Depression measurement tools in cross-cultural research require careful design and thorough validation to ensure that cognitive concepts in one culture can be appropriately translated and applied to a differing culture. The aim of this study was to validate the Chinese version of a screening measure of state depression, the 10-item Depression in Medically Ill (DMI-10), and we report three interdependent studies. An initial bilingual test-retest study identified four (of the 10) items as having poor cross-cultural validity. A second study involved focus groups participants exploring the meaning of translated items with Chinese speakers. The third study repeated the bilingual test-retest analyses on the modified DMI-10 form and demonstrated improved correlation coefficients on all items and an excellent overall correlation (r = 0.87) between the Chinese and English versions. The Chinese DMI-10 should prove useful as a tool in cross-cultural research to understand the Chinese experience of depression. The findings of this study have methodological implications for cross-cultural research on depression.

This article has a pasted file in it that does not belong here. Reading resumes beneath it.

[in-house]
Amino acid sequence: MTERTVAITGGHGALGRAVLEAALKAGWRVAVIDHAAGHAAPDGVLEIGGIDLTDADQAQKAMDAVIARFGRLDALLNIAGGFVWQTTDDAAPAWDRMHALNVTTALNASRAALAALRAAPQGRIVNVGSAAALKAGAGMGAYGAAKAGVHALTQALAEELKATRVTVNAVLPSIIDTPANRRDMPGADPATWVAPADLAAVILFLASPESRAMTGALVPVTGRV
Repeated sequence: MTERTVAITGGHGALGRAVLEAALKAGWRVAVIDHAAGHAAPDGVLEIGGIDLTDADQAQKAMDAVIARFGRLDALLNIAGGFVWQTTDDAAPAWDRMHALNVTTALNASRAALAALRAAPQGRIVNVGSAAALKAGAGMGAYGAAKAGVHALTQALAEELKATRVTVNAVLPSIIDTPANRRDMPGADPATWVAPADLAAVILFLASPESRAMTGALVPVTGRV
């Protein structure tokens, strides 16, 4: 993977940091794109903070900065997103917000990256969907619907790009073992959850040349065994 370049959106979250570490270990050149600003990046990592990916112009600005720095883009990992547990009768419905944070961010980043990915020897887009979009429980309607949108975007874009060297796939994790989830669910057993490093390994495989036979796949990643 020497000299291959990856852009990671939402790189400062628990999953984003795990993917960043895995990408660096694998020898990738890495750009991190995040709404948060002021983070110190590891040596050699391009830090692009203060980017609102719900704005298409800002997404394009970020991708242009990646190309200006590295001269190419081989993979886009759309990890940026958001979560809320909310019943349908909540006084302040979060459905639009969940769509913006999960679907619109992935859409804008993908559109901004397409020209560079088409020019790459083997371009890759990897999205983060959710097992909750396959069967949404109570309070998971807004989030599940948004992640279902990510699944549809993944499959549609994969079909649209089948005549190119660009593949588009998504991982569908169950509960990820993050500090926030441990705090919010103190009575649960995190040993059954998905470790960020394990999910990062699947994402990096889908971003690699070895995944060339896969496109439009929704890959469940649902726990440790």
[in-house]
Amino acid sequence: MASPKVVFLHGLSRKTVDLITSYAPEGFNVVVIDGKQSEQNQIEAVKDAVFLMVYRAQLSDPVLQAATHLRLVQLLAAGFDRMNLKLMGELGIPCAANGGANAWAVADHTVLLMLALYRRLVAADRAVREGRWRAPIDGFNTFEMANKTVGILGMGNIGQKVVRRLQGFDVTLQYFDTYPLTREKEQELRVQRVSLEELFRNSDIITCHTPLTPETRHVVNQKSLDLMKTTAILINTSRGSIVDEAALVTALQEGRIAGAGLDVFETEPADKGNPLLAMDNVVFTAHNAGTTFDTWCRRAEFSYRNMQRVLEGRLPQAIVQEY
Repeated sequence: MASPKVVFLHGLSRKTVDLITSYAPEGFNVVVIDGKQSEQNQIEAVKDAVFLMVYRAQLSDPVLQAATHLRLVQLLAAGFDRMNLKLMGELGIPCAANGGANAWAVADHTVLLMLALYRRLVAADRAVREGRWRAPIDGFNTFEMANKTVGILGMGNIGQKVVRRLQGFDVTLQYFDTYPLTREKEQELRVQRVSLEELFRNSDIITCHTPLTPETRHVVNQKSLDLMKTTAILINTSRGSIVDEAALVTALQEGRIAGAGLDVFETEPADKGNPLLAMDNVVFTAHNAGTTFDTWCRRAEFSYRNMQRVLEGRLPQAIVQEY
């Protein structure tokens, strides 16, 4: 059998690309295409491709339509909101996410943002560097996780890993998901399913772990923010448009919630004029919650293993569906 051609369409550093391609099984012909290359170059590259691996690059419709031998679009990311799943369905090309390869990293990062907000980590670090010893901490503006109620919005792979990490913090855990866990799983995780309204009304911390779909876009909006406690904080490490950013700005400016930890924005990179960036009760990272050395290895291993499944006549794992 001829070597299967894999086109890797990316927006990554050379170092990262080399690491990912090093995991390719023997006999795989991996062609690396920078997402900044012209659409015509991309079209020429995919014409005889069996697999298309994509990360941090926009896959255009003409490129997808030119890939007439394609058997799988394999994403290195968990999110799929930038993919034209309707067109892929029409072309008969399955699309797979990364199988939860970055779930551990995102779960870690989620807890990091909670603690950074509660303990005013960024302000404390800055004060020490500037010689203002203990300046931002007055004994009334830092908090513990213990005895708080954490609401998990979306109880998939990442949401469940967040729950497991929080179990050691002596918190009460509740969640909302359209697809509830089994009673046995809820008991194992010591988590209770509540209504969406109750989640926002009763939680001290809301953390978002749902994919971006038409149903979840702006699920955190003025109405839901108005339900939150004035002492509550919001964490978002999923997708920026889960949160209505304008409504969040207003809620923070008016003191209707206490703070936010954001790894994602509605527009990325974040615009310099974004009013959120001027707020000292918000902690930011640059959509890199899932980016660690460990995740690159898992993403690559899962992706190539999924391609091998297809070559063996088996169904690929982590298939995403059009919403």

|Number of pages||6|
|Journal||Journal of Nervous and Mental Disease|
|Publication status||Published - 1 Jan 2007|